New pet? Consider insuring them now!

Woman - Dog

Have you just welcomed a new pet into your family? Whilst you’ve probably budgeted for the obvious day-to-day pet care items, it’s important to also consider how you will provide ongoing, quality veterinary care for your new family member over the course of their lifetime.

Unfortunately, there is no animal equivalent of Medicare to help subsidise the medical costs of any accidents or illnesses which your pet may suffer, meaning that you will cover the full cost of any treatment they require. For this reason, it is strongly recommended, to take out a pet insurance policy for your new “fur baby” as soon as possible.

What is pet insurance?

Pet insurance helps to cover the costs of medical or surgical treatments required by your pet. The cover provided depends on the particular policy you have selected (and the premiums you pay). In many cases, common illnesses and accidents are covered. In some cases, routine veterinary procedures such as desexing and microchipping can also be covered.  

Like other types of insurance, there are excesses, waiting periods, and certain exclusions, so it’s important to do your research and carefully compare policies to ensure you are selecting the most appropriate coverage for your pet and your particular budget.

Additionally, pet insurance generally does not cover “pre-existing conditions” – this is a problem that your pet was diagnosed with prior to being covered by the insurance policy. For this reason, it’s best to take out insurance as early as possible for your new pet. This way they are unlikely to have any future problems that are refused coverage due to past history.

Do I really need pet insurance?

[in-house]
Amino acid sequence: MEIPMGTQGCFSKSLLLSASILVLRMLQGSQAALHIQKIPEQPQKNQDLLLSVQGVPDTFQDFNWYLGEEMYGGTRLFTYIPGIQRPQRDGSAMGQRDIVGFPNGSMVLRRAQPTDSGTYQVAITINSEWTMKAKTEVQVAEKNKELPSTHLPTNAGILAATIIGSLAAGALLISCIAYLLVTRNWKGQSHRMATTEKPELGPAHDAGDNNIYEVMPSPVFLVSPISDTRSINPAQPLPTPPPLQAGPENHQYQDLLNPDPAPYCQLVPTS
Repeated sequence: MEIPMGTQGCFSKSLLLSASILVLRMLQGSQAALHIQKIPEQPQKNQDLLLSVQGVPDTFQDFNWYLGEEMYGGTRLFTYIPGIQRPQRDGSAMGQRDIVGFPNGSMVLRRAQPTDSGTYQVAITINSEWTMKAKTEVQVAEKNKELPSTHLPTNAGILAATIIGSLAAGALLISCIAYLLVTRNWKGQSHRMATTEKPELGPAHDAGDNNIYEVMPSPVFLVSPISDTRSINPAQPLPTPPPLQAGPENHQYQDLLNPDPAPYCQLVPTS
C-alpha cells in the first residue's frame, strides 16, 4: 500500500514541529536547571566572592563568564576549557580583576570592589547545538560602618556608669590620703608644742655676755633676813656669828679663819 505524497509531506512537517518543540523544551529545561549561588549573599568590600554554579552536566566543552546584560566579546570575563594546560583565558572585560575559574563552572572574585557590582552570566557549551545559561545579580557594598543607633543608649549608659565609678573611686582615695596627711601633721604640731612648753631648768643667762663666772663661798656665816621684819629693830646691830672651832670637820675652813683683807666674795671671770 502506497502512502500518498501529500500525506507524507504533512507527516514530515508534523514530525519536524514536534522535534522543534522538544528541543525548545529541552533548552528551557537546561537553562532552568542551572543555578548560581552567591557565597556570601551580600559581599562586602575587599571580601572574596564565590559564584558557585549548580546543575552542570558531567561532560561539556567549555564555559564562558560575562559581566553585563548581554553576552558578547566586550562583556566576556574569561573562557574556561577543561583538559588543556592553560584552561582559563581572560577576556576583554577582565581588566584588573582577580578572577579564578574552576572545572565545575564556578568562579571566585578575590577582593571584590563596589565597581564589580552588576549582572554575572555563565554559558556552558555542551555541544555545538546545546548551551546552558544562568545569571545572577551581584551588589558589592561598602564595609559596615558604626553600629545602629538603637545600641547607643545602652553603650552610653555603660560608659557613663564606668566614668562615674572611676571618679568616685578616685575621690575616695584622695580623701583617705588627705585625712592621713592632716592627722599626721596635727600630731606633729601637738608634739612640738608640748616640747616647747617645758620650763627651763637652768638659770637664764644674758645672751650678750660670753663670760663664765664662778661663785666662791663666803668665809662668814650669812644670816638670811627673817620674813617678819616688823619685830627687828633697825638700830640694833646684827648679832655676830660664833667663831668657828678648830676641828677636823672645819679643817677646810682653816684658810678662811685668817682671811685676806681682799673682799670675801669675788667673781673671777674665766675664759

In most cases, pet insurance is the best way of ensuring your pet can get the level of medical or surgical help that they require. It helps to cover the costs of accidents or illnesses and avoids the owner “bill shock” which can be associated with unsubsidised, high-quality veterinary care, especially in an emergency situation.

The now very popular “designer” dog breeds (such as Labradoodles or Cavoodles) have been reported to visit the vet 1.7 times per year, often for common illnesses such as ear or skin disease. Even a relatively straightforward veterinary visit like this may cost several hundred dollars when consultation fees, laboratory testing and medications are factored in.

For more serious injuries or illnesses, such as broken bones, tick paralysis, snake bites, organ failure or cancer conditions, it gives great peace of mind to know that you would be able to seek specialist services for your pet if required. Gold standard specialist hospitalisation, treatment and advanced diagnostics (such as CT and MRI) can routinely incur costs of $5-10K+.

With pets now living longer, and owners being more aware of their pet’s quality of life (rather than attributing symptoms to just “old age”), many more pets receive long-term treatment for conditions such as arthritis, signs of “dementia”, and illnesses common in older pets such as hyperthyroidism and chronic kidney disease. These conditions can require prescription diets, regular blood tests and ongoing medications, so can cost hundreds or thousands of dollars per year.

Pet insurance such as Vets Choice endorsed by the Australian Veterinary Association, gives peace of mind that you’ll always be able to provide your pet with the best veterinary care throughout their lifetime.